LOCAL lockdowns could lead to an increased risk of riots, SAGE documents released today warned.
Despite Matt Hancock confirming earlier this week that local shutdowns would be on the cards to stop flare-ups, ministers have been warned that it could risk a "significant issue of disorder".
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Ministers have plans to shut down schools offices, or even parts of towns to stop the spread of the virus as the UK moves into the next phase.
Parts of towns could face lockdown if there are regional flare-ups and schools, businesses or workplaces may be closed.
This morning Housing Minister Robert Jenrick explained: "If the system works as we hope, it will be on quite a micro level as you say.
"It will be trying to judge if there flare ups in particular places.
"Whether that's parts of towns, schools, hospitals, workplaces."
However, in reams of documents released today from the Scientific Advisory Group for Emergencies, a Professor specializing in hooliganism and riots said that "neighbourhood-level release" had merit and worked well in China.
In a briefing by Prof Clifford Stott of Keele University and the security sub-group of scientists, it was warned that such a model "would not be suitable for implementation in the UK".
It said today that there was "far more public disquiet in China than has been commonly reported." after local lockdown measures, including "recent riots on the border with Hubei".
Back in March angry mobs rioted near coronavirus-ravaged city Wuhan after leaving quarantine and being told they couldn't travel elsewhere in China.
Shocking footage showed crowds attack cops and overturn police vehicles on a bridge linking Wuhan - the capital of Hubei Province - and neighbouring Jiangxi after the province's Covid-19 lockdown was relaxed.
Scientists warned that Chinese cities and towns were different to those in the UK, and therefore it would be hard to find a cut off point to shut down certain areas.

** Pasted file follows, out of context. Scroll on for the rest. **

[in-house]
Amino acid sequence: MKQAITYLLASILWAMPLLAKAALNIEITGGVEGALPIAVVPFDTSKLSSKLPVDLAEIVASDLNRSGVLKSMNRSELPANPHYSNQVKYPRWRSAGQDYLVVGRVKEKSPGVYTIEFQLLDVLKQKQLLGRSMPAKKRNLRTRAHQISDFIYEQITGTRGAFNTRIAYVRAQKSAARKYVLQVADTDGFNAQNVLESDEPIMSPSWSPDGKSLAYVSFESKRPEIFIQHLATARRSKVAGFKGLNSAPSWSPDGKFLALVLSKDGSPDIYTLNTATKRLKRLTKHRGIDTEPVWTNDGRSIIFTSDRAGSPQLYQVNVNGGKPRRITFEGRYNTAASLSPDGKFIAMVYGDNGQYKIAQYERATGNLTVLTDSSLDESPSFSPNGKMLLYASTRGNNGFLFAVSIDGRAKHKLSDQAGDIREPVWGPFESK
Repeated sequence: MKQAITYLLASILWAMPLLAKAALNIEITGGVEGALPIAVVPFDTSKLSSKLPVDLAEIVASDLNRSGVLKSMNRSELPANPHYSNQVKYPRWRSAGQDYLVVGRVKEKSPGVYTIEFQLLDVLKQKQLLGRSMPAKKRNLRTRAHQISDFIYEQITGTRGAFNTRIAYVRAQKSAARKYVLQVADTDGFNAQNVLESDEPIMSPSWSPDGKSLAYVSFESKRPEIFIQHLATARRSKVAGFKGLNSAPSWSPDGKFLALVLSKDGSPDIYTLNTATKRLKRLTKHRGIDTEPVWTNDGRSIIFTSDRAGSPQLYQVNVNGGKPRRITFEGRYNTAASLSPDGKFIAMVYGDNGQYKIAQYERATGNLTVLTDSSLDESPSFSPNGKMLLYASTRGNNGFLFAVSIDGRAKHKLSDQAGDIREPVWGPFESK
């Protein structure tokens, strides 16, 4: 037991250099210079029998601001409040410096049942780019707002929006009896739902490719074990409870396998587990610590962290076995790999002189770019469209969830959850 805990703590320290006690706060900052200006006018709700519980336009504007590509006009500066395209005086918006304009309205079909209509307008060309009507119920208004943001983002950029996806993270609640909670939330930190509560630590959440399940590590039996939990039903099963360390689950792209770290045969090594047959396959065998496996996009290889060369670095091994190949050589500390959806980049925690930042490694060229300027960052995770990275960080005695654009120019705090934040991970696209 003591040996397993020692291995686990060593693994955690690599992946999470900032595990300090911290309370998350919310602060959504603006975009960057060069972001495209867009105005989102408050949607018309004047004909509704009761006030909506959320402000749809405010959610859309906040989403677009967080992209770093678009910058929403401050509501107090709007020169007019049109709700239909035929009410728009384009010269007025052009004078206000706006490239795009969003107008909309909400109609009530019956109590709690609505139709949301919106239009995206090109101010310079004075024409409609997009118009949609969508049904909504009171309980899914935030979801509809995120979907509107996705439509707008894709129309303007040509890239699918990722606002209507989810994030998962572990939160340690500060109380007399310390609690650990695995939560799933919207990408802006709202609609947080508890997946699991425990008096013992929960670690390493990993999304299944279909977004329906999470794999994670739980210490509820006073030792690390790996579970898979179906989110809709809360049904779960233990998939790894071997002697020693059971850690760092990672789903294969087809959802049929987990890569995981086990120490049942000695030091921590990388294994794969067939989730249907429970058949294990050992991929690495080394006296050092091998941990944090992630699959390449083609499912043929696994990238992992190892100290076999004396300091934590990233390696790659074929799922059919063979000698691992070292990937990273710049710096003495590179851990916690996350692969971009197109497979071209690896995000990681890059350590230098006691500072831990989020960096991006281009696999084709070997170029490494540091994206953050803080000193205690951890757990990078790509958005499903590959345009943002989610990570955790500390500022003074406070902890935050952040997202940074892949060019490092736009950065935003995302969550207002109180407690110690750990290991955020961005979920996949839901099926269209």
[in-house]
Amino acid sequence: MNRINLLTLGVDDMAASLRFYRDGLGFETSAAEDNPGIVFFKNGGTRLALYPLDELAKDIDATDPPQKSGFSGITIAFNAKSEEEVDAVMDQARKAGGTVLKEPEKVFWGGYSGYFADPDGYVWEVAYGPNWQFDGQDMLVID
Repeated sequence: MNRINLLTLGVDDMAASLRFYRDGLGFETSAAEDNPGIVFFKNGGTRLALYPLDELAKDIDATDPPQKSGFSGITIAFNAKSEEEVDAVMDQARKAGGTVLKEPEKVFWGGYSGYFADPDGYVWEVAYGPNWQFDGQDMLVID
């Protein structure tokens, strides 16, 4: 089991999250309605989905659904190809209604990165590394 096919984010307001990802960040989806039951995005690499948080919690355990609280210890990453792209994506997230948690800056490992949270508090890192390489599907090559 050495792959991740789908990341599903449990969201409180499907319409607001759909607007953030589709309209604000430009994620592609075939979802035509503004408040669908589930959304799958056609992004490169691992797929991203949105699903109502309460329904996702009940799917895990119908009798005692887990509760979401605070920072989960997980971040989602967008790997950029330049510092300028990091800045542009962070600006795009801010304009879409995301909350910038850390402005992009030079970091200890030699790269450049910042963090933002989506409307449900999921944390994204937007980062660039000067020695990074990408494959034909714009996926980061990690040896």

In most cases it can't be easily divided up into areas.
Poorer people are more susceptible to catching the virus, and lockdowns will therefore be more likely in areas of poverty, not rich areas.
"Restrictions imposed in the UK during the epidemic have not led to conflict thus far because they have been perceived as fair (for the most part)," the documents said.
"Any sense of inequality arising from the imposition of selective measures would likely lead to civil disorder and feed the propaganda of extremist groups and hostile states.
"Households within local areas may also fear retaliation if cases within a neighbourhood prevent release and may conceal cases as a result."
The scientists also warned that local lockdowns will ruin the sense of community that Brits have felt, and kill the spirit of "we're all in this together".
Cutting up parts of towns of cities would shatter Government support for the measures, and "could lead to significant public disorder", the documents warn.
Police would be unable to monitor it either.
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Groups who have had more difficult relationships with the police "could easily lead to escalations" too.
However, two other professors who gave evidence to SAGE said that it was "far from inevitable" that it would lead to social tension and conflict.
Government ministers needed to push a strong sense of community and make the public feel that they were acting for the good of the country.